Portugal ponders biting 2013 austerity budget
Bailed-out Portugal's parliament meets Tuesday to give final approval to a 2013 budget imposing savage austerity cuts that have unleashed mass protests.
The centre-right government says the tight-fisted plan is vital to Portugal’s recovery and it has a majority in parliament to ensure its passage into law, after a successful first reading a month ago.
The budget foresees a broad rise in income tax to 14.5 percent for the most vulnerable and 48 percent for the most wealthy.
The number of tax brackets are reduced from eight to five, and each of them has been raised by 3.5 percentage points.
At the same time, unemployment benefits are sliced by five percent and sickness payments by six percent.
The budget of unprecedented austerity is aimed at saving 5.3 billion euros ($6.9 billion), of which 80 percent comes from higher taxes.
It has sparked stern criticism and multiple street protests including one on November 14 that degenerated into clashes between baton-wielding police and stone-throwing demonstrators, an unusual sight in this country.
Portugal’s main union, the General Federation of Portuguese Workers, has called a rally outside parliament as lawmakers launch a final debate before a vote in the early afternoon.
Citizen movements have called on people to support the protest, which is being backed by teachers, retirees, farmers and also dockers who have been on strike for several weeks.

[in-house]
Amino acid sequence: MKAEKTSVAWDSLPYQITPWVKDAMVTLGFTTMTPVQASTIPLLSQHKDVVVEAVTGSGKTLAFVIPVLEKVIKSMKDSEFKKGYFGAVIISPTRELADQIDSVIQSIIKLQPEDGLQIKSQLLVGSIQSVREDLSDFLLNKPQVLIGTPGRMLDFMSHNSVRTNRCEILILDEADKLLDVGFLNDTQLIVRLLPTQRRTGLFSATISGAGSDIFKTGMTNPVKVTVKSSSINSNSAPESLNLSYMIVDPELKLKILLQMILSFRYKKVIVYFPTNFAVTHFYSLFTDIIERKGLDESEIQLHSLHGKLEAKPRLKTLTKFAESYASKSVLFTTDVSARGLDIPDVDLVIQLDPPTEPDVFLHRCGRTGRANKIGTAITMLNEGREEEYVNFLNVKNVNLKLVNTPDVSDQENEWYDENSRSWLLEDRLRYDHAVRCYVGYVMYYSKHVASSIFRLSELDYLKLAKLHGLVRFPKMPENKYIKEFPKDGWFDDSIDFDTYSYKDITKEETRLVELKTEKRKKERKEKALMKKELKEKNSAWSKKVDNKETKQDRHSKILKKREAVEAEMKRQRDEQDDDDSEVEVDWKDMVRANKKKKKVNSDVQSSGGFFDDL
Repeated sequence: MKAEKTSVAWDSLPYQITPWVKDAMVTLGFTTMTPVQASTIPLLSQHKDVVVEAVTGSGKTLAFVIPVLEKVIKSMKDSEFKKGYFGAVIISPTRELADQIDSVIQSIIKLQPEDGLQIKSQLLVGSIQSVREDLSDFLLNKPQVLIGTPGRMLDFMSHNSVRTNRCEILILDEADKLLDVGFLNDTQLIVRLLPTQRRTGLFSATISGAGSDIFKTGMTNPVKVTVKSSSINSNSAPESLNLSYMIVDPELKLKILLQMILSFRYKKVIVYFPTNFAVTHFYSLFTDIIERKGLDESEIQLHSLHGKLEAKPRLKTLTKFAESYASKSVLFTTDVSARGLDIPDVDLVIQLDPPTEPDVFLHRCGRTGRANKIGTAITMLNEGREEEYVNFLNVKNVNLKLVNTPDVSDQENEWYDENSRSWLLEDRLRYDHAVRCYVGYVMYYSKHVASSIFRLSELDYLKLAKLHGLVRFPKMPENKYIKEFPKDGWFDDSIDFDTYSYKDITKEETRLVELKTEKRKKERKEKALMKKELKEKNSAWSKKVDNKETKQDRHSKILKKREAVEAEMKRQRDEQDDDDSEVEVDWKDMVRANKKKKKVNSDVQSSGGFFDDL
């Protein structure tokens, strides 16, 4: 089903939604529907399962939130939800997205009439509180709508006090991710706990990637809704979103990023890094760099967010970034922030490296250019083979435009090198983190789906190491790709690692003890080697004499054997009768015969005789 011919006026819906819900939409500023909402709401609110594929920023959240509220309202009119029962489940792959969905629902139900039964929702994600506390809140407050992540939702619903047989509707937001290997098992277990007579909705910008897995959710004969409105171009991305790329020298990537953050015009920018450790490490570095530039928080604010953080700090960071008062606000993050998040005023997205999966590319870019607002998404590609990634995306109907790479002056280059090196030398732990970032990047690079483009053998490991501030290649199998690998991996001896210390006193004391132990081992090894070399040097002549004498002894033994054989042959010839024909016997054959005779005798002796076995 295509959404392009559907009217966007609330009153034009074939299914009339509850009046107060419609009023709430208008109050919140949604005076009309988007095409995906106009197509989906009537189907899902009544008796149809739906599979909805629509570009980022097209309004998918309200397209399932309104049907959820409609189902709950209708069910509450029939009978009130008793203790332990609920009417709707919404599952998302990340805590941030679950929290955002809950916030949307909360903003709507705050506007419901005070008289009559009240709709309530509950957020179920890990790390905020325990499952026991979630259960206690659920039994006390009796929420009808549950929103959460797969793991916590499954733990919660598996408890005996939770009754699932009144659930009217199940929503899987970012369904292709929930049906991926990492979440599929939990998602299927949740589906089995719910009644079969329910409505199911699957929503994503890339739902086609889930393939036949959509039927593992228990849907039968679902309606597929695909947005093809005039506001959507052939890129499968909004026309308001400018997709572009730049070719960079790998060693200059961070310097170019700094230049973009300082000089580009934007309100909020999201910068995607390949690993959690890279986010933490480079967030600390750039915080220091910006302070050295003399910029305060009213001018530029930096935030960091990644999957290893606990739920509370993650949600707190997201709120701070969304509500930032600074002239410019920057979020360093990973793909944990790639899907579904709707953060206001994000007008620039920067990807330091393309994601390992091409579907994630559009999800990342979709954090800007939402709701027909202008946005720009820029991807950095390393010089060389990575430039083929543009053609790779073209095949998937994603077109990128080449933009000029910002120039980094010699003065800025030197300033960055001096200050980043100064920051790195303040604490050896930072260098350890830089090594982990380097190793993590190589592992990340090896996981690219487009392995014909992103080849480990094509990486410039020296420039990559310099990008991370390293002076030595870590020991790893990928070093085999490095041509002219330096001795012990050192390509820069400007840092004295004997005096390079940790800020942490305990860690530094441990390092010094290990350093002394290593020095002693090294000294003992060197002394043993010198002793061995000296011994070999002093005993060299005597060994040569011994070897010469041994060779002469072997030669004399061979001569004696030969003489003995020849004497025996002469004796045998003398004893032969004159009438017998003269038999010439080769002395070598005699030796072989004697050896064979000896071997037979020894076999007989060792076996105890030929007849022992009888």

The main opposition Socialist Party plans to vote against the budget, confirming its decision to break with an austerity plan that it now considers “exaggerated”.
The Socialists were in power in May 2011 when the European Union and International Monetary Fund, at its request, extended a 78-billion-euro sovereign rescue to Portugal.
While recognising the enormous sacrifices by his compatriots, Prime Minister Pedro Passos Coelho says austerity policies are the only path to economic recovery.
With its draconian budget, the government expects to trim the annual budget deficit to the equivalent of 4.5 percent of gross domestic product next year from a target of 5.0 percent in 2012.
The budget-trimming efforts come as the economy is expected to shrink three percent in 2012, and as the jobless rate already nears 16 percent.
Slumping in the polls, Passos Coelho said on the eve of the parliamentary vote that he has “no problem facing up to unpopularity”.
“The government must know how to go against the current,” the premier said, adding that he would rather “guarantee the future of Portugal than receive applause”.
But the Portuguese leader has more challenges ahead.
Extreme-left and socialist parties, which denounced the budget as “inhumane”, are fighting to bring the budget to the Constitutional Court in the hope it may be tweaked, as happened already in July to the premier’s plan to cut employer contributions while raising people’s social security contributions.
He is nevertheless less disposed to compromise on the budget after winning significant international support.
On a visit two weeks ago, German Chancellor Angela Merkel, seen as a symbol of budgetary rigour, encouraged him along the path.
One week later, the troika of creditors — the IMF, EU and European Central Bank — unlocked a sixth instalment from the bailout, satisfied that Lisbon is abiding by their strict conditions.
Though some economists are beginning to criticise the austerity as excessive, Passos Coelho says he is convinced of their efficacy.
He plans to save another four billion euros in the next years through a “reform of the state” to be presented to the troika in February 2013. The opposition says the plan aims to wipe out the government’s welfare role.